To begin this roundtable, a sustainable development agenda was presented by an entity that operates in 20 countries in Latin America and some countries in Africa through exchange, whose job is to identify partners in countries and communities for project design.

It was explained at the beginning of the dialogue that in Latin America there are 34 million people without access to water and 106 million without sanitation, but in this territory there are approximately 30% of renewable water resources in the world, so this is not a problem of quantity, but of effective and good management of these resources.

It was highlighted that there are 145,000,000 community water and sanitation organizations (OCSAS), and many rural people have access to water only through the work of these communities.

From the panelists’ exposition, Chile’s experience is the model to be followed by other countries, not because the country has no problems, but because of the progress made so far in this area, since Chile has organized itself into its three types of organizations, all associative, so that a law was created in the country with social participation.

It also discussed the example of Africa that has a long way to go, given the country’s difficulties: nomadic culture, non-functioning water points, non-institutionalization of water committees and corruption. The exchange of experiences in this panel was a great incentive to advance the implementation of OCSAS in that continent.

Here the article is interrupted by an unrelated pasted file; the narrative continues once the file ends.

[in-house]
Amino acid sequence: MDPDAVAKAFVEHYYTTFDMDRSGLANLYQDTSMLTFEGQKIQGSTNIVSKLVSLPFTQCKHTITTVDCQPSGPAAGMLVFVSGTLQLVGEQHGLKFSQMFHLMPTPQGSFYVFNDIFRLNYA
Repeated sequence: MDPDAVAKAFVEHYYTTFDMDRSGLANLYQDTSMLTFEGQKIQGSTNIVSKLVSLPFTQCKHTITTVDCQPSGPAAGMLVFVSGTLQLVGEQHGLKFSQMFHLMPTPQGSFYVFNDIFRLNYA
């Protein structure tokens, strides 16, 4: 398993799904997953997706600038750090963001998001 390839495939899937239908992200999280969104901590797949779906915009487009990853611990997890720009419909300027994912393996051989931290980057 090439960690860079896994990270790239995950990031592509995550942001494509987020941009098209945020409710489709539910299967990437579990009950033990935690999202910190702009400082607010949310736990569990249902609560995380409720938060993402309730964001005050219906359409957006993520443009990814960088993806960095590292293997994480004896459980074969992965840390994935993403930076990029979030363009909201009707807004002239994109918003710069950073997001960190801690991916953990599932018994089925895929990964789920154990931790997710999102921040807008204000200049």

There was also a presentation of the Mexican experience of how to do effective work where 24 million people depend on community management of water and sanitation services. A country where the resource is abundant and people have a distinct relationship with water, treating it not as a commodity but as a vital element, not accepting and thinking that it is not fair to pay for production costs.

Concluding this roundtable, it was pointed out that OCSAS in the global sense have several challenges to face: legalizing the service, including and accepting women’s active participation, supporting political fundraising initiatives, among others.

Telma Rocha


Glória Alvarado (Representative of FENAPRU – Chile)
Segundo Guaillas (Representative of CENAGRAP – Ecuado)
Feliciano Santos (Representative of ESTAMOS – Mozambique)
Gabriela Vieira (Central Bahia – Brazil)
Margarita Gutierrez (Representative of Cántaro Azul – Mexico).